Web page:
FPA Crescent Fund webcast audio, transcript And slides for the third quarter ended September 30, 2016.
Steven Romick – FPA Crescent Fund 3Q16 Webcast Audio
Steven Romick – FPA Crescent Fund 3Q16 Webcast Transcript
Steven Romick: In the third quarter, Crescent returned 5.29% versus the S&P 500’s 3.85% and the MSCI ACWI’s 5.30%. The big driver in the quarter was the rebound in the financial sector and an ongoing rally in high-yield bonds, both of which benefitted Crescent thanks to its 23% current exposure to financials and 6% to high yield and distressed debt. The Fund returned 5.5% for the nine months, as compared to the S&P’s 7.8% and the MSCI ACWI’s 6.6%.
The agenda today will include a review of the Fund’s philosophy, performance, and portfolio characteristics. We’ll also offer some portfolio insights and market views, as well as an update on our team. We’ll end with Q&A.
For the uninitiated, our goal is to generate equity rates of return with less risk than the stock market. We define risk as a permanent impairment of capital. This means that we operate with an absolute return focus, which is to say that we won’t invest your capital unless there is a compelling risk/reward dynamic. This means that if we can’t find enough upside to offset the downside, then cash will build as residual. Cash will not rise or fall as a function of some macro view.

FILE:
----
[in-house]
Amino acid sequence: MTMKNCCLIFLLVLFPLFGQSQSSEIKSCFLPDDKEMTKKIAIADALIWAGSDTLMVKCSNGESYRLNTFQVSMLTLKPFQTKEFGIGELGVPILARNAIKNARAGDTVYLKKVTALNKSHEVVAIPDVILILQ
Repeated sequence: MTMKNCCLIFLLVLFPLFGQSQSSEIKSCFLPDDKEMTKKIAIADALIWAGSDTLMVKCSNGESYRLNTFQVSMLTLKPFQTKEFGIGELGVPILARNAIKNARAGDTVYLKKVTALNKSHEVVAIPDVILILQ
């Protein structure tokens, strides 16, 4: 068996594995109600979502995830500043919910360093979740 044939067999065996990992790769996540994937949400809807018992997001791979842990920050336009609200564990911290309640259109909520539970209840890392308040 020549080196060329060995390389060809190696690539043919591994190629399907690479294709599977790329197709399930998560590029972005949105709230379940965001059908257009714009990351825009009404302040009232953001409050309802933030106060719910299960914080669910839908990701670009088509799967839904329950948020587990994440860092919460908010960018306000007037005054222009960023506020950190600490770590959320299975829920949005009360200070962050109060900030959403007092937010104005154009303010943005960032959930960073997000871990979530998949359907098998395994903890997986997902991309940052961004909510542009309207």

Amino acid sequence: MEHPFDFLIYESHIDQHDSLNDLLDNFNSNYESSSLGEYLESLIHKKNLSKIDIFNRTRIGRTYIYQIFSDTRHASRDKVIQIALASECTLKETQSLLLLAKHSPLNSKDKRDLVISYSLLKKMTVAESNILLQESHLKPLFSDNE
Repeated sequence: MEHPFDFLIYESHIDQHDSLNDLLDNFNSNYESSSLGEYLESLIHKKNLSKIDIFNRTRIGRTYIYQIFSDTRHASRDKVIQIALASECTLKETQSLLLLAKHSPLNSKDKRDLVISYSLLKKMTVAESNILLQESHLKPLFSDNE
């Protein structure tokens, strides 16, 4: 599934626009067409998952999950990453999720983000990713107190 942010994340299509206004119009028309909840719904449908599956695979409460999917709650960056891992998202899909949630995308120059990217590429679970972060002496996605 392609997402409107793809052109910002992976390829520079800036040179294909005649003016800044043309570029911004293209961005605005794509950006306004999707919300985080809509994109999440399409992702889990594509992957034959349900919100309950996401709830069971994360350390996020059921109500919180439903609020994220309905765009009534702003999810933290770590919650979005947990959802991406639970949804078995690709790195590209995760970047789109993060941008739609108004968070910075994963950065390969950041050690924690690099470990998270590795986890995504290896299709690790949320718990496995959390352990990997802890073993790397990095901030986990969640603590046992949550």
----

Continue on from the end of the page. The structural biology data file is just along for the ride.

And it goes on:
We operate with an unusual amount of flexibility, primarily investing in both equity and debt, and big and small companies both here and abroad. We pride ourselves in conducting thoughtful research on businesses and the industries in which they operate. A hallmark of our process is that we’re patient. We patiently complete our research. We are price takers and patiently await prices that come our way. And once we make an investment, we realize it could take quite some time to work out so as long as fundamentals remain intact, we patiently wait while we hold an investment.
Our security selection has, on average, been robust which has helped Crescent to outperform its exposure, allowing the Fund to achieve its stated goals with respect to the relevant benchmarks in both the current market cycle, the last market cycle, and since inception.
Looking at the three charts on Slide 4, you can see that the Fund has delivered on its objective since its inception more than 23 years ago. The chart on the left shows our market-like returns, 10.3% for the Fund since inception versus 9.1% for the S&P 500. The chart in the middle reflects that the Fund has generally declined less than the stock market—the S&P 500, that is—capturing 58% of its downside. The Fund’s upside participation has been 76%. If we continue to capture more of the upside than we do of the downside, then the Fund will continue to accomplish its goals.
The Fund has historically exhibited far less volatility than the stock market, as can be seen in the chart to the right, but volatility is not something we think about. It’s merely a by-product of the value-conscious manner in which we invest. We are far more concerned with avoiding a permanent impairment of capital than we are with any security moving up or down a lot ephemerally.
In the last 12 months winners added 3.75% to Crescent’s returns, while losers detracted 1.41%. Three large-cap technology companies were additive. Rounding out the list is our long-held investment in Aon and our more-recent investment in the debt of Consol Energy. There isn’t any particular theme that can be attributed to the Fund’s detractors over the past 12 months.